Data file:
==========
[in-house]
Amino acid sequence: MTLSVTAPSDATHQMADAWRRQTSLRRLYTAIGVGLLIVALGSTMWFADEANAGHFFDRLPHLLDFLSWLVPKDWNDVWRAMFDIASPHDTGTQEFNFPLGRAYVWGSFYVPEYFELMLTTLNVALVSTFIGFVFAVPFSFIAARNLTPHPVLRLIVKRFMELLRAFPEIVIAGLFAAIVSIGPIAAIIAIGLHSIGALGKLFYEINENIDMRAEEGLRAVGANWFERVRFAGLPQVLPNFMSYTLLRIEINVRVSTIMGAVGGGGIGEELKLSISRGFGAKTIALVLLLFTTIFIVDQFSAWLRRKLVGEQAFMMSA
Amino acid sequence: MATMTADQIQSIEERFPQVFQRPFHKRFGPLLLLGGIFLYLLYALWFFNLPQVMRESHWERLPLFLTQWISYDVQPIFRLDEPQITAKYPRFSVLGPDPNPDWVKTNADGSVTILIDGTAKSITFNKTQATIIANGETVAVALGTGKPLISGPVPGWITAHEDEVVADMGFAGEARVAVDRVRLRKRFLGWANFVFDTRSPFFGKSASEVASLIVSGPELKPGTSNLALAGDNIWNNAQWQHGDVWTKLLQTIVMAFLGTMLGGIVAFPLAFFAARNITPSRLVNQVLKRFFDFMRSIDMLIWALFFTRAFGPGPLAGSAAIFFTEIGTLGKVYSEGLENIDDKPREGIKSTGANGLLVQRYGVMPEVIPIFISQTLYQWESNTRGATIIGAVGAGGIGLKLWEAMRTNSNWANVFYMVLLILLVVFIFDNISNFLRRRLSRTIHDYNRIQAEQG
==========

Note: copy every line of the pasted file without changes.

[in-house]
Amino acid sequence: MTLSVTAPSDATHQMADAWRRQTSLRRLYTAIGVGLLIVALGSTMWFADEANAGHFFDRLPHLLDFLSWLVPKDWNDVWRAMFDIASPHDTGTQEFNFPLGRAYVWGSFYVPEYFELMLTTLNVALVSTFIGFVFAVPFSFIAARNLTPHPVLRLIVKRFMELLRAFPEIVIAGLFAAIVSIGPIAAIIAIGLHSIGALGKLFYEINENIDMRAEEGLRAVGANWFERVRFAGLPQVLPNFMSYTLLRIEINVRVSTIMGAVGGGGIGEELKLSISRGFGAKTIALVLLLFTTIFIVDQFSAWLRRKLVGEQAFMMSA
Amino acid sequence: MATMTADQIQSIEERFPQVFQRPFHKRFGPLLLLGGIFLYLLYALWFFNLPQVMRESHWERLPLFLTQWISYDVQPIFRLDEPQITAKYPRFSVLGPDPNPDWVKTNADGSVTILIDGTAKSITFNKTQATIIANGETVAVALGTGKPLISGPVPGWITAHEDEVVADMGFAGEARVAVDRVRLRKRFLGWANFVFDTRSPFFGKSASEVASLIVSGPELKPGTSNLALAGDNIWNNAQWQHGDVWTKLLQTIVMAFLGTMLGGIVAFPLAFFAARNITPSRLVNQVLKRFFDFMRSIDMLIWALFFTRAFGPGPLAGSAAIFFTEIGTLGKVYSEGLENIDDKPREGIKSTGANGLLVQRYGVMPEVIPIFISQTLYQWESNTRGATIIGAVGAGGIGLKLWEAMRTNSNWANVFYMVLLILLVVFIFDNISNFLRRRLSRTIHDYNRIQAEQG